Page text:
Tuesday, March 2nd, 2010

CoverGuess: The game that helps people find books…

I just released an amusing diversion called CoverGuess.

Check it out here, and talk about it here.

What is CoverGuess?

CoverGuess is a sort of game. We give you covers, and you describe them in words. If you guess the same things as other players, you get points.

Why are you doing this?

The goal is to have fun, but also to build up a database of cover descriptions, to answer questions like “Do you have that book with bride on the bicycle?”

What’s the best way to do it?

Think about it how you’d describe the cover to someone—pick out the most significant elements. Does it have a car or a pair of shoes? Color terms are good, and so are terms like “blurry” or “sepia.” Above all, pick terms other players will be using.

How do points work?

You get one point for every matched term, for each other member who had it. So, if you say “car” and “dog” and two other members said “car” and one said “dog,” you get three points. Obviously, it’s better if you’re not the first member to tag the image, but the system randomizes that aspect. When you’re the first to tag an item, you get 0.25 points for your effort.

Aren’t you trying to use members’ free labor to make money?

Yes and no. All the data here is released under a Creative-Commons Attribution-Noncommercial License, and will be available in feed form. That means any non-profit entity, like a library, can use it without charge. We also commit to license it on the same terms to any bookstore with less than $10 million in sales. That leaves huge companies. If any want it, we’ll charge them!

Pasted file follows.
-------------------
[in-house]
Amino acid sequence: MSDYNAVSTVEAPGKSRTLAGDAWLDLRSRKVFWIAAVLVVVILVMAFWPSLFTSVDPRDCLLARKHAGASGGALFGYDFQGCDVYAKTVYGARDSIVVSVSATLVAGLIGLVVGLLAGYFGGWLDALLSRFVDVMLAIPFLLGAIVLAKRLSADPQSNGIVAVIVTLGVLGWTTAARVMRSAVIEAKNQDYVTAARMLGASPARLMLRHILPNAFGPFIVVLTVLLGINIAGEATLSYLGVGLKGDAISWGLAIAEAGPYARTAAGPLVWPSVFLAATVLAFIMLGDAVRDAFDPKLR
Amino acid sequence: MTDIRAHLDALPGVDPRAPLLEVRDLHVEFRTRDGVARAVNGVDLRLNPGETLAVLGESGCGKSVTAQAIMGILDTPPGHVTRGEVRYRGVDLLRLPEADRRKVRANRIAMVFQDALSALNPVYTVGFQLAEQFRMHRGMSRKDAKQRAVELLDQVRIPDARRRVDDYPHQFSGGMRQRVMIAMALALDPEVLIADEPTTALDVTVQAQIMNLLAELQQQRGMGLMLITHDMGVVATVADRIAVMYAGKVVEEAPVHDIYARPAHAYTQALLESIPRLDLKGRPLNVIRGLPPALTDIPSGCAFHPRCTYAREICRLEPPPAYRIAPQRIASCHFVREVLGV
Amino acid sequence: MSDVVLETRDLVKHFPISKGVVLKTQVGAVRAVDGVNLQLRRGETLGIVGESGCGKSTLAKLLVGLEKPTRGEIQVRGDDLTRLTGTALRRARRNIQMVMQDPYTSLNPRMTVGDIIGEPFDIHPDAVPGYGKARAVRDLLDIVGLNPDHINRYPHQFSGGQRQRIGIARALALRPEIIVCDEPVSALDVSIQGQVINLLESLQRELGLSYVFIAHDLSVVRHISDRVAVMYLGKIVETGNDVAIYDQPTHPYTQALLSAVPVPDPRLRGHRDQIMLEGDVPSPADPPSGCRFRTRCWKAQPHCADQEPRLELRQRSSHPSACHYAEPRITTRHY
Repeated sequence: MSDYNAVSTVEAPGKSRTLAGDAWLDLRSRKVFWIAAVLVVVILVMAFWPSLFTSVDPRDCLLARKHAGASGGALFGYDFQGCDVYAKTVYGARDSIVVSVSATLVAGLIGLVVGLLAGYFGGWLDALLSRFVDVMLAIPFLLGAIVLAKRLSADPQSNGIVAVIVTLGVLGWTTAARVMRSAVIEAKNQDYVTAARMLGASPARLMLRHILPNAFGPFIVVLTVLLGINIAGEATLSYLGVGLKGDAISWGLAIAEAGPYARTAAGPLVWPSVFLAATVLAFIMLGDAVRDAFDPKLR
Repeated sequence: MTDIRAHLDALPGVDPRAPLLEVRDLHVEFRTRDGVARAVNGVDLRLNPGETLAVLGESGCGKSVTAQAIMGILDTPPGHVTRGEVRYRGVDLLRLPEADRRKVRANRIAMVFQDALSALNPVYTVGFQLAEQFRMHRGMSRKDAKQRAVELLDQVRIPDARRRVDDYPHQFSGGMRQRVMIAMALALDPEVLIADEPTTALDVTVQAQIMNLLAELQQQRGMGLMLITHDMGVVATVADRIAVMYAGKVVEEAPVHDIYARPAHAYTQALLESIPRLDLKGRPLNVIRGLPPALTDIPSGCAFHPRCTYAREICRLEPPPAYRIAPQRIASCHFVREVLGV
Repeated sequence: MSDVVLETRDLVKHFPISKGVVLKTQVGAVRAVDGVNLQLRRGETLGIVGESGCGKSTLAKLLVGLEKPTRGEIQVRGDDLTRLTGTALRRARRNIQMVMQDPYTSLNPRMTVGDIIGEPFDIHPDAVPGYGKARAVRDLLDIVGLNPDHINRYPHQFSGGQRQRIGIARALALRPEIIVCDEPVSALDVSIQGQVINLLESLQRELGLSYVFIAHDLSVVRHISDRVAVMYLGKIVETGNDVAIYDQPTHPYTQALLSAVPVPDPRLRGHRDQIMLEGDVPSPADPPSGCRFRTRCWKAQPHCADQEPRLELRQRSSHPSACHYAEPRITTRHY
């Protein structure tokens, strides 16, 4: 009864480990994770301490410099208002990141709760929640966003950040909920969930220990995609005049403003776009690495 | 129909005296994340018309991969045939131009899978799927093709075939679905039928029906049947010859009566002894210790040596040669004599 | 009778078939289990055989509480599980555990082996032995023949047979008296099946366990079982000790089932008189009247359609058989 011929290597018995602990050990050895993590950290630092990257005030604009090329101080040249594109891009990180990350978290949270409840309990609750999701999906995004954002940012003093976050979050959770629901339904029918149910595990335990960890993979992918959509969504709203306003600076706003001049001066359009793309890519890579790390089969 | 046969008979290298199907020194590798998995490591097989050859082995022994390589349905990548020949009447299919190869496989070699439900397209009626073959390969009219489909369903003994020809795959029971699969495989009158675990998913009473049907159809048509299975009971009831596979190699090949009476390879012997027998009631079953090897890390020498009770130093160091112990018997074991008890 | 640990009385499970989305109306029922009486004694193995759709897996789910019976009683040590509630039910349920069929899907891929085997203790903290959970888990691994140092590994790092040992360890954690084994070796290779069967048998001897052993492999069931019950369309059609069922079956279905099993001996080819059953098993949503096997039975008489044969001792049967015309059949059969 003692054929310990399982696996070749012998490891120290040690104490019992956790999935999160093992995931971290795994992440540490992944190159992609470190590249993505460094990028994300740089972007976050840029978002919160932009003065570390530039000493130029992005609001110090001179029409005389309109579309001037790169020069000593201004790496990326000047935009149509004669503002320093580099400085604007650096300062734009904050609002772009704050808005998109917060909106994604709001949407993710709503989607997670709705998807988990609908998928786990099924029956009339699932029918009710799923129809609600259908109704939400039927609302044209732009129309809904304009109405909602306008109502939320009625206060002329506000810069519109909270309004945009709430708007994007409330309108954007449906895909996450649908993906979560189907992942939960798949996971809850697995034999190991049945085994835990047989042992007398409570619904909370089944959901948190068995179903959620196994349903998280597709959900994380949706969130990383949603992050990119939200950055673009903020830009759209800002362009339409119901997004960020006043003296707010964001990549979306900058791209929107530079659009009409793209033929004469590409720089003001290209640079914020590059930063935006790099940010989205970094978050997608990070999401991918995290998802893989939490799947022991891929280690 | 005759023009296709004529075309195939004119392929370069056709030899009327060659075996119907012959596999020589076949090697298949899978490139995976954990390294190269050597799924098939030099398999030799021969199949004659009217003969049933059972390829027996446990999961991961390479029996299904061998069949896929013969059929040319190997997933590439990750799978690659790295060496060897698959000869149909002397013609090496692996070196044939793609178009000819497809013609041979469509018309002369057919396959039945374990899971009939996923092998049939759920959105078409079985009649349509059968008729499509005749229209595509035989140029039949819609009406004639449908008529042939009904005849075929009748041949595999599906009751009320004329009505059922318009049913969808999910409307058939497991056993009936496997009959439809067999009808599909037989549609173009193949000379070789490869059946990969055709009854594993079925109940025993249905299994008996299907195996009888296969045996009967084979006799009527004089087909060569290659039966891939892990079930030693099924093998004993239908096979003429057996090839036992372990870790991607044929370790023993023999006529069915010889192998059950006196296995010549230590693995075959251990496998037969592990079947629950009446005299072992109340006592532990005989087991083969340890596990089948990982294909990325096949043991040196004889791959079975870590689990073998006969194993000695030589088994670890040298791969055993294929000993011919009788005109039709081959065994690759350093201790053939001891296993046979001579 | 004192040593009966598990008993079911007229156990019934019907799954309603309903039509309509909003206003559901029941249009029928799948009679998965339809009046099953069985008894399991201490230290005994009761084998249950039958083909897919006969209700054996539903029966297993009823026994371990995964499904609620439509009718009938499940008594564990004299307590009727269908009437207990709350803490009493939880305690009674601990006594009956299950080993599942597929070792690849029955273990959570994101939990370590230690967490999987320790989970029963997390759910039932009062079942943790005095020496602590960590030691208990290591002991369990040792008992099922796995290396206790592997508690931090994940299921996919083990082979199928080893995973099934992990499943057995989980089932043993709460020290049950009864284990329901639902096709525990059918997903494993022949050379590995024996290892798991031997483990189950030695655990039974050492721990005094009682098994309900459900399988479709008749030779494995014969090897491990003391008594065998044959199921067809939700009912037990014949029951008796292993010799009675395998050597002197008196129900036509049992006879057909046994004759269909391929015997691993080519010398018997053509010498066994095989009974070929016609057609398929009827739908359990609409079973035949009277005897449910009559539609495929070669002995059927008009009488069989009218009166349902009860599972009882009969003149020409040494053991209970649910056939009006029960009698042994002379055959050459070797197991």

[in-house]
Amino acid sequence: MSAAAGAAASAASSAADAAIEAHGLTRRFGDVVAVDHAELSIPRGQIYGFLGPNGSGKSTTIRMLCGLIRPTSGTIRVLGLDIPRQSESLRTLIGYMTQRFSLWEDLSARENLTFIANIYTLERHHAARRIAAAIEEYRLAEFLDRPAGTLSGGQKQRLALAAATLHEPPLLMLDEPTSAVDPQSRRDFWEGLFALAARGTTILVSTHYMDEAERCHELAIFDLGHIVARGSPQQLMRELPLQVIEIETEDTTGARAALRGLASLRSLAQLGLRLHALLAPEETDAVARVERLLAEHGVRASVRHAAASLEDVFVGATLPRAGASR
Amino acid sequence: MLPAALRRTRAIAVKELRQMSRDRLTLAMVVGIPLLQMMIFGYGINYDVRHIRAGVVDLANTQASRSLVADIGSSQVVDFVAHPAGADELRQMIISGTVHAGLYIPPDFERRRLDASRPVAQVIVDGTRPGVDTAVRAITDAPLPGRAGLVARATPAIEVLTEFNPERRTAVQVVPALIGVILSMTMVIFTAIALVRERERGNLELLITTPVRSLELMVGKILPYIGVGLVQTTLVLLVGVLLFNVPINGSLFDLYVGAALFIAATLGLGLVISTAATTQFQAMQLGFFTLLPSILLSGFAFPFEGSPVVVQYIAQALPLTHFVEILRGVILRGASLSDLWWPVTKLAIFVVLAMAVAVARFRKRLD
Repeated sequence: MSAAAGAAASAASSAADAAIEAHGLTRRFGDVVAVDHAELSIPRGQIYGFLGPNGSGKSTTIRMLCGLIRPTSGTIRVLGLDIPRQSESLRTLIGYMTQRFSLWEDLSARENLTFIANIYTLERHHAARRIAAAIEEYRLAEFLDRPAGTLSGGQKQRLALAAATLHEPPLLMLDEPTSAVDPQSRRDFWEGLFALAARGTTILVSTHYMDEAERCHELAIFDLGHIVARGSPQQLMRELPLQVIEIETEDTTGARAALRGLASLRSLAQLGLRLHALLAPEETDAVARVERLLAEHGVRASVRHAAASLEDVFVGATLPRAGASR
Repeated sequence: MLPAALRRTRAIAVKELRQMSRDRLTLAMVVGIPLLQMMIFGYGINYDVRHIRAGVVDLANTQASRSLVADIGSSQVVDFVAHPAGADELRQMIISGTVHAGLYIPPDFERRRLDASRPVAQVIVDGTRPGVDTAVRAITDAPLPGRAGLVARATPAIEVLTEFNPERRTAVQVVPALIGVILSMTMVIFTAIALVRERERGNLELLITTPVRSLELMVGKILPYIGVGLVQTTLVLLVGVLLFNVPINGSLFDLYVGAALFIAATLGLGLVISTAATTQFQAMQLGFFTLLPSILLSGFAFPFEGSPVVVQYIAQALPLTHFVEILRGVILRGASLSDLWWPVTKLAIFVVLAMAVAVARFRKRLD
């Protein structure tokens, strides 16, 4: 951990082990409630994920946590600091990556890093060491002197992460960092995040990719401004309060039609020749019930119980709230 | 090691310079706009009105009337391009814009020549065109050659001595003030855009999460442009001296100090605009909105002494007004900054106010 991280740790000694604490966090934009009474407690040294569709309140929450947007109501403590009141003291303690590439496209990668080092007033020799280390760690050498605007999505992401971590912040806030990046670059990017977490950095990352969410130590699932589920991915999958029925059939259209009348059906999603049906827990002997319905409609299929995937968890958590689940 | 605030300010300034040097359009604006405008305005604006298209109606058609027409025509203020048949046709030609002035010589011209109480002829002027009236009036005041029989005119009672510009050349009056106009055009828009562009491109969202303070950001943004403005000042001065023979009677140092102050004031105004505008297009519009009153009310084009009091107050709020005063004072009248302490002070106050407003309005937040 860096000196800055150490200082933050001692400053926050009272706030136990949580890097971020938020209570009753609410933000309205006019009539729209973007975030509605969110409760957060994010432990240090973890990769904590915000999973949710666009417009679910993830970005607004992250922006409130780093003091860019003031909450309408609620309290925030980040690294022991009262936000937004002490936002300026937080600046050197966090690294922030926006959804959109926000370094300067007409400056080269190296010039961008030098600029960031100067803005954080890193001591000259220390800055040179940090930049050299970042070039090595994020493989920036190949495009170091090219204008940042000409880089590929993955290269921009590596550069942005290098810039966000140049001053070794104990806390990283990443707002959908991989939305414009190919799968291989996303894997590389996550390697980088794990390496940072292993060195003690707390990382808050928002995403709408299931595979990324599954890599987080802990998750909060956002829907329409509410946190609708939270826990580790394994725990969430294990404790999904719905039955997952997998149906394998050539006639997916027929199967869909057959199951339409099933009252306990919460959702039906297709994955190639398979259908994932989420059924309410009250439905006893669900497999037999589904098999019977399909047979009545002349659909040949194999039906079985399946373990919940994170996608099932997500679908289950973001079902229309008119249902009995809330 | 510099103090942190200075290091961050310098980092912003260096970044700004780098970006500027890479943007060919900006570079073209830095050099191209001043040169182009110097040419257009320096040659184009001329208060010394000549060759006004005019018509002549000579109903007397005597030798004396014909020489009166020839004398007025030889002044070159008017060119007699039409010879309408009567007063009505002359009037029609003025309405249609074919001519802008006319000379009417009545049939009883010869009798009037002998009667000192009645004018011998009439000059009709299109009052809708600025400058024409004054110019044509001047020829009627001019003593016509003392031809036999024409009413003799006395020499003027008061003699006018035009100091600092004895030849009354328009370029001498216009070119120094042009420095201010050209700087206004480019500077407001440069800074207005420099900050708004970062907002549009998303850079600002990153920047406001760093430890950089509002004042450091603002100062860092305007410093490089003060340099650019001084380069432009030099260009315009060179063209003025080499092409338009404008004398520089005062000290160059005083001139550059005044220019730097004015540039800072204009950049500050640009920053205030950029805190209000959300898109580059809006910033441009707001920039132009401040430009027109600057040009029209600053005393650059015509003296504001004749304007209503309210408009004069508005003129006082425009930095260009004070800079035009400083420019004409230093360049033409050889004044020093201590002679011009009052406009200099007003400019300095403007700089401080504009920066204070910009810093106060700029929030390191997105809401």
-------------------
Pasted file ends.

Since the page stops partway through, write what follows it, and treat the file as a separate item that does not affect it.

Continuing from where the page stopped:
Anything else?

It was partially inspired by Google’s ImageLabeler. Our anti-spam engine does something similar too.

The whole thing was perhaps summed up best in a tweet to me:

Labels: book covers, new feature, new features


  1. Anonymous says:

    Will this work with WorldCat.org?

  2. Tim says:

    Absolutely. If OCLC is willing to link to LibraryThing wherever they use the data, we'd be only too glad to have them use it.

  3. thegreattim says:

    Are points for anything specific or are they more just an acknowledgment system like the helper trophies and medals?

  4. Tim says:

    No, the points are for matching other users' tags. If you match one, you get a point. So, the better you psych-out the others doing it, the better you do.

  5. Melissa says:

    LOL, was this inspired by all the emails on including book cover color in catalog records sent to AUTOCAT? This is a great idea! I'll have to try the "game" out when I'm not at work. 🙂

  6. Karen B. says:

    Very nifty! It's an interesting way to see how people think about images and tags, especially for books that are not in my own library.

    Sometimes the page doesn't load properly (wonky wifi on my end). When I refresh the page, the splash/explanation box pops up again. Any chance of letting that bit be skipped after the first time?

  7. henrik says:

    There seem to be a small bug: If you end your entered tags with an comma, you get rewarded with a point for every other use who skipped that book cover.

  8. dara85 says:

    I think this going to be a great thing. As someone who works in a library, I can't tell you how many times someone comes in with "it has a blue cover" or "there are boots on the cover'.

  9. SunnySD says:

    Hmmm – I can't get it to load at all in either Firefox or IE. Bummer.

  10. Anonymous says:

    This game is addicting!

  11. Larry says:

    This doesn't work from my Google G1 phone(Android). If I click on a link to the game I get an Instructions sheet which I can't close to get to the game 'behind' it.

  12. S.C.Squibb says:

    I know this is the wrong place but I need help with importing covers. Having taken the pictures & editedthem why are they being re-rotated when I import – this has not happened before & is annoying. Any help gratefully received

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